• Well. I guess I’m gonna be the bad guy here.
    Of course these are lovely to hold, and lovely to shoot, but in hindsight they were an economic failure and a photographic dead-end. They just never sold very well, for obvious reasons. Leica rangefinder shooters looked at them and said, “Meh, too big, not really a Leica, too expensive, I’ll buy a Canon.” (The controls all worked in the same directions.) Non Leica shooters said, “Meh, too big, too expensive, I’ll buy a Nikon.”
    I always thought the Leica designers went in entirely the wrong direction with the whole Leicaflex concept. I imagine a Leicaflex that’s very much the same size and shape as the early Pentax SLRs. Imagine a Pentax with all the stamped metal parts (like the camera back) replaced with forgings or castings, with efficient mirror damping, a better screen, attention paid throughout to feel and sound, in a package exactly big enough for the film cartridge, takeup spool and mirror box. Alternatively, think of it as a Leica M4 with a mirror.
    Additionally, they could have paid some attention to cost by learning from the efficient, modern manufacturing techniques being pioneered by the Japanese.
    They could have had a small, rugged, competitive camera that sold for, say, 20 or 30 percent more than a Nikon. It would have sold well enough to help them out of their financial problems, and they’d still be building them, as they are their rangefinders.

    • I they could have, they would have. What people failed to understand about the cost is the durability of these cameras. They are still running perfectly 40 years on! Most Nikons (and almost all other Japanese cameras) from that era are now worthless junk.

      • Dr Ricardo Davidson April 16, 2018 at 3:23 pm

        The consumer society mentality that dominated the late 20th century demanded “cheap, glitzy, infinite gizmos and a reasonable performance”. We are more brand-oriented now, and if it sports any famous brand it will sell in spite of being junk. Classical Leicas were always about Quality, I own and use several, up to an R5. I have also used Contax and Yashica, both have let me down, oddly enough both in the lens diaphragm department, a Zeiss Planar that closed to f16 in all conditions and settings, and a similar f1.4 Yashica that…wouldn’t close far enough. Both wrecked interesting opportunities.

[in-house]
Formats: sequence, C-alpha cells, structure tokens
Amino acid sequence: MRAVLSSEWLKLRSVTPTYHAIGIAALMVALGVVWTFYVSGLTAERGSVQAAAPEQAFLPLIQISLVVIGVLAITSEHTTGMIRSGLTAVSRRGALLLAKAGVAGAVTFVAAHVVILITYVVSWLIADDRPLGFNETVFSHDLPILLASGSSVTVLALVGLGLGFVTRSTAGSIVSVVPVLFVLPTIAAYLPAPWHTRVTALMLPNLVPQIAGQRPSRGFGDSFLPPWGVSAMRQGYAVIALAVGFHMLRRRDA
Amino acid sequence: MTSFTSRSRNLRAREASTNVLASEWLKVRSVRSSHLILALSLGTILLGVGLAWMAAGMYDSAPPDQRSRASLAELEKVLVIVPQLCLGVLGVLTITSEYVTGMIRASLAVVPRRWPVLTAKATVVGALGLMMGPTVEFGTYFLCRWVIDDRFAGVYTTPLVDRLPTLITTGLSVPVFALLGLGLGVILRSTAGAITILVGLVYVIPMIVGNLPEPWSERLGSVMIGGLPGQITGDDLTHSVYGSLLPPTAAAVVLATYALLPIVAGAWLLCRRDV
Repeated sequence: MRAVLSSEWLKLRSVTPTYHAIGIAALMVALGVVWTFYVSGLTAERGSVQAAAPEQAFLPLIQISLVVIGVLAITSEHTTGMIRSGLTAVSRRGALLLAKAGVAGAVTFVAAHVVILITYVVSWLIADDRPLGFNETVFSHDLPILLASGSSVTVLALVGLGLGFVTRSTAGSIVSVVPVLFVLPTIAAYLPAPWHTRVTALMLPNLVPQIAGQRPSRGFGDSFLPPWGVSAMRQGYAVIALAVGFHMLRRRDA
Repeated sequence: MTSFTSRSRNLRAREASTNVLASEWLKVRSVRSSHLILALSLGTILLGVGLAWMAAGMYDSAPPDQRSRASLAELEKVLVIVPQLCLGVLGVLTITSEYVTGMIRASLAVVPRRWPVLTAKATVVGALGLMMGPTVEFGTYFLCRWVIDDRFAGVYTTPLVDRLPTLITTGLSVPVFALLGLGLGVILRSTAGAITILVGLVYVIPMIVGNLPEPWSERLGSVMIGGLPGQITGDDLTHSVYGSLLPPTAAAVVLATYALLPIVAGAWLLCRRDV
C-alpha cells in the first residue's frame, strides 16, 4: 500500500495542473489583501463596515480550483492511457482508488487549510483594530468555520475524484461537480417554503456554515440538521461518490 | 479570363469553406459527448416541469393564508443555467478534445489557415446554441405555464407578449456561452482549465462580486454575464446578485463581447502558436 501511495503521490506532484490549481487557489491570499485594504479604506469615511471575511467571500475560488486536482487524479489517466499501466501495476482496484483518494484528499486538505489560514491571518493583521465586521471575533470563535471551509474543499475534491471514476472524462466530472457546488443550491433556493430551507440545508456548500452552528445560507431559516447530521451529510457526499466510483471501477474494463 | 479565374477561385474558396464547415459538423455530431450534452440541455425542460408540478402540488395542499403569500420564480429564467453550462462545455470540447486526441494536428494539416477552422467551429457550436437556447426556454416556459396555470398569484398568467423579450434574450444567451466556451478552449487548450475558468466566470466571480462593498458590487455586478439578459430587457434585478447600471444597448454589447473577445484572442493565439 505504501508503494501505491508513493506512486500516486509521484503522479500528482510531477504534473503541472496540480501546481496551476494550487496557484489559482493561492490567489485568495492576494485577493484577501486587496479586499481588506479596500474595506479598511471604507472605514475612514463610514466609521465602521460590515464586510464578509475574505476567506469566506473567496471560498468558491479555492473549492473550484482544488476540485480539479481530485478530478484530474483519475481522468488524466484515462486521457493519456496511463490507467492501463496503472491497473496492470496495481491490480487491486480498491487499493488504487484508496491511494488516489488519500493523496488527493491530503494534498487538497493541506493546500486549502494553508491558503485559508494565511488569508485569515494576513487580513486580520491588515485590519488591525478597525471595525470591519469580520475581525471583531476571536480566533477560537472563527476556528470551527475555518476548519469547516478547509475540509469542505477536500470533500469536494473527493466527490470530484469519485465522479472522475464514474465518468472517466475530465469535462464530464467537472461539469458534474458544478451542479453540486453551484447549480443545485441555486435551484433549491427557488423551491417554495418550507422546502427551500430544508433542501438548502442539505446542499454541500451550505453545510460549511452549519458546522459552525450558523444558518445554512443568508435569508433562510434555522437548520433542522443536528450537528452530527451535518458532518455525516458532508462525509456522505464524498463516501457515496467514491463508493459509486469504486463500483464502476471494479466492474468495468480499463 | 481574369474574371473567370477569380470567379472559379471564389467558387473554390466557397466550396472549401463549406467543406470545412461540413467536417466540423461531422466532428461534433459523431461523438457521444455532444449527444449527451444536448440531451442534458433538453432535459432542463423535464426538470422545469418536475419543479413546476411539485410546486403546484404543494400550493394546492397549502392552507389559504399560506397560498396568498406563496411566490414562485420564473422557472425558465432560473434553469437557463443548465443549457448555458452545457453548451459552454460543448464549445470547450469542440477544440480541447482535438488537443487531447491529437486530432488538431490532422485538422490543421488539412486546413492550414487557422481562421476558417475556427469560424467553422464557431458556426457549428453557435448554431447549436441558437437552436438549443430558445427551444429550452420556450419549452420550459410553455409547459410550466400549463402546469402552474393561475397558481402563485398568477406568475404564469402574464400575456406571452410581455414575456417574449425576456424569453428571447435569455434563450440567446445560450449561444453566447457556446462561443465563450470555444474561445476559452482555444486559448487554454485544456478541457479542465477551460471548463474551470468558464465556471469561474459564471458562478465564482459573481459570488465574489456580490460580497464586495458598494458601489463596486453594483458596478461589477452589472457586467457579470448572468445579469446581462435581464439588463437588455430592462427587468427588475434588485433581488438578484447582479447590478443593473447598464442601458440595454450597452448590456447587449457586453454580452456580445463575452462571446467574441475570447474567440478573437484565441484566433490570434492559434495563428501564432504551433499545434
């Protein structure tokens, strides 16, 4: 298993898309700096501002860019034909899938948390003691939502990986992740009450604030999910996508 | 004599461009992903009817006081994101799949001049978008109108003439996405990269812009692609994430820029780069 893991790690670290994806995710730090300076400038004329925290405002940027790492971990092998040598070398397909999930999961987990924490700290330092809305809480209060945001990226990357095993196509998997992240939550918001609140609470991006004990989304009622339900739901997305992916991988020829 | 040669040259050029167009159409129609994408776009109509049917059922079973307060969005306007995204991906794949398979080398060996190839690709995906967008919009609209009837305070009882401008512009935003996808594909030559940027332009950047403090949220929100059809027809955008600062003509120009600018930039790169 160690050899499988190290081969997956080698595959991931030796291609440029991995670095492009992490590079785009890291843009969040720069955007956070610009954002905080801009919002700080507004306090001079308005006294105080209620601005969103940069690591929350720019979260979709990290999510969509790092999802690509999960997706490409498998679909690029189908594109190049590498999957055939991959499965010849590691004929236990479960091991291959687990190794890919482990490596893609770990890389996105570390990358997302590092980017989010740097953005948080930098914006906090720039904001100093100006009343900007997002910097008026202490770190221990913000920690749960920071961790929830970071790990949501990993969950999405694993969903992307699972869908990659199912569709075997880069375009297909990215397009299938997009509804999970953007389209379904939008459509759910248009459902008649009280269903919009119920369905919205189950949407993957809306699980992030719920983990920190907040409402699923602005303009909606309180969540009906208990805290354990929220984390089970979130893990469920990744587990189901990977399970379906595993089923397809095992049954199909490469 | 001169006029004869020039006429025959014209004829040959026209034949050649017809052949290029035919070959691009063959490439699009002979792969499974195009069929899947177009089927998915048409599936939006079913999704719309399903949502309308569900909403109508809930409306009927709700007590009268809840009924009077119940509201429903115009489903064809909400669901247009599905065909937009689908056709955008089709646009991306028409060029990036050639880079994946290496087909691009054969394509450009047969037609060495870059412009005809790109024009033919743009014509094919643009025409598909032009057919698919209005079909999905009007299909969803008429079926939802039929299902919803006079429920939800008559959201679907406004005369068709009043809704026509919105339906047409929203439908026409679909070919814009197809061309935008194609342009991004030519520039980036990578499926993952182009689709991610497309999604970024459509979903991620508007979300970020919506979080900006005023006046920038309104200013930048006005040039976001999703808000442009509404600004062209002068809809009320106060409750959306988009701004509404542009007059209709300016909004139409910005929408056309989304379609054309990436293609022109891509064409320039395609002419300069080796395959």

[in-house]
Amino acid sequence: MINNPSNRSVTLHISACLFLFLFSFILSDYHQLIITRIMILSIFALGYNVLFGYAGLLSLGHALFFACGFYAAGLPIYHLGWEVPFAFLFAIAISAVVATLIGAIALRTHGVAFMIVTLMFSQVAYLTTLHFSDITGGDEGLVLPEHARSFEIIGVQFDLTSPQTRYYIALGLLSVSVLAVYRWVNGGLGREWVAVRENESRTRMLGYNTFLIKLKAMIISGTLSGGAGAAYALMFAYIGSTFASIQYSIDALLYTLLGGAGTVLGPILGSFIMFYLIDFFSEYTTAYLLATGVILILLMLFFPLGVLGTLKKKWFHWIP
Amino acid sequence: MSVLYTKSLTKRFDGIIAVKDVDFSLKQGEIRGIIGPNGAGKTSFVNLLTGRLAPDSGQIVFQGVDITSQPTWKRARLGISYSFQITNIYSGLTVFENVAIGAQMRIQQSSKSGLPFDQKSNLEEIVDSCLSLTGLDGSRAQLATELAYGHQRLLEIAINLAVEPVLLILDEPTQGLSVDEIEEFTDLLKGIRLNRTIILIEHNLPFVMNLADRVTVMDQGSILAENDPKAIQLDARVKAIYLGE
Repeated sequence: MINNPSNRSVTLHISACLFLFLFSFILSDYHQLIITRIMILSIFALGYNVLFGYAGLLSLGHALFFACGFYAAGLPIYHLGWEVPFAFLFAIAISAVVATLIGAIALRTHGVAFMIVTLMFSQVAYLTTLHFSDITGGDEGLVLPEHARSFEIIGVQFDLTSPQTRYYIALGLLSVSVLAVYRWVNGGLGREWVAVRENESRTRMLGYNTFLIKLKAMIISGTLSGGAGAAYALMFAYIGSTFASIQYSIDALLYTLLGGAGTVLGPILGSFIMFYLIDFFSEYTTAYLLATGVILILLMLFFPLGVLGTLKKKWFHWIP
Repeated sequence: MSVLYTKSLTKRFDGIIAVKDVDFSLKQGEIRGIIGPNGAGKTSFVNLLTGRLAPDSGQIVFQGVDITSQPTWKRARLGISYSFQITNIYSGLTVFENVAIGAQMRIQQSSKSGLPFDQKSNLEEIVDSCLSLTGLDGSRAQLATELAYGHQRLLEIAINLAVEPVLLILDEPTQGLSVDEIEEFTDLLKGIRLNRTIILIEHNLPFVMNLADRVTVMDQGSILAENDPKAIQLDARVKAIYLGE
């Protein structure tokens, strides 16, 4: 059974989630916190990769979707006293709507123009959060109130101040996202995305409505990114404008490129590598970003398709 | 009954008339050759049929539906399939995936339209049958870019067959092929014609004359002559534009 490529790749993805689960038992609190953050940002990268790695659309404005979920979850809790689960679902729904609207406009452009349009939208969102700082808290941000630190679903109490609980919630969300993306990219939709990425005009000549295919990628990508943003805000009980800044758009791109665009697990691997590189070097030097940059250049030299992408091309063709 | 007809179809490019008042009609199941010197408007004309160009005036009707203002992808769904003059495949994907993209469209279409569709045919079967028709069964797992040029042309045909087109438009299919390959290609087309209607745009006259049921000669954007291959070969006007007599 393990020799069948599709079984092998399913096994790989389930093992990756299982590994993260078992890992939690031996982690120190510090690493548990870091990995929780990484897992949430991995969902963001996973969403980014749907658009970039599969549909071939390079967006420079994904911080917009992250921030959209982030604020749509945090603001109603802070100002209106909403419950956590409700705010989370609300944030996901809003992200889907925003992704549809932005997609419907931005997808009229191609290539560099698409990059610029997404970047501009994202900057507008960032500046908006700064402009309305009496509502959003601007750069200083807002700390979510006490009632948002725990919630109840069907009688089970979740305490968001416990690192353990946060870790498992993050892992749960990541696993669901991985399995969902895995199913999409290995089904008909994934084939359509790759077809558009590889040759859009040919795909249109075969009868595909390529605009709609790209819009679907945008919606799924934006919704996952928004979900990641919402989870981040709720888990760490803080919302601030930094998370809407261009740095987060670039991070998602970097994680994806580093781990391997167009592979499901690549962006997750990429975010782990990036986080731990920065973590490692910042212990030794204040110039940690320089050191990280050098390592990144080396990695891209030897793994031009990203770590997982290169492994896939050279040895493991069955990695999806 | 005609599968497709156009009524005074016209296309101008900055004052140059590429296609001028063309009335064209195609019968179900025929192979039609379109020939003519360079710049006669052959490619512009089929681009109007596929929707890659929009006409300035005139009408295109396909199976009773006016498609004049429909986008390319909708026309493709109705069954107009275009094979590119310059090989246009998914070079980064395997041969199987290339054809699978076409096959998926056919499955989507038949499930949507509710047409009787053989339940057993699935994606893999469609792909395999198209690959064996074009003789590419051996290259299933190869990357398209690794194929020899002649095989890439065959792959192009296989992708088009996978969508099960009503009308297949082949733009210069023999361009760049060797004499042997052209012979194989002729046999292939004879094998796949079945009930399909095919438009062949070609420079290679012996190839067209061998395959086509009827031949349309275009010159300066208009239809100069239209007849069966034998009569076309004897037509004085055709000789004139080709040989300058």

• With all due respect, and I am sure you are correct in your thoughts regarding the SL2’s quality, but you are absolutely misguided in your comments regarding its Nikon contemporaries. I have 2 Fs, 4F2s, and a couple of Nikomat/Nikkormats and they work as well today as they ever did. They are all widely revered for their longevity. I am confident that the SL2 is an outstanding camera worthy of the praise, but please know you are absolutely incorrect in your statement regarding the Nikons of the era. No need to (incorrectly) denigrate other cameras to make your point.

        • Kirk

          One thing where the Nikon F’s and F2’s fail and also the Leica R3 and all it successors, until Leica went digital, is light seals. These are from foam that deteriorates. The Leicaflex models, Rolleiflex SL35-series and basically all German cameras do not use foam. Parts have rims and edges to keep out the light and only if that is not sufficient, use felt which does not deteriorate.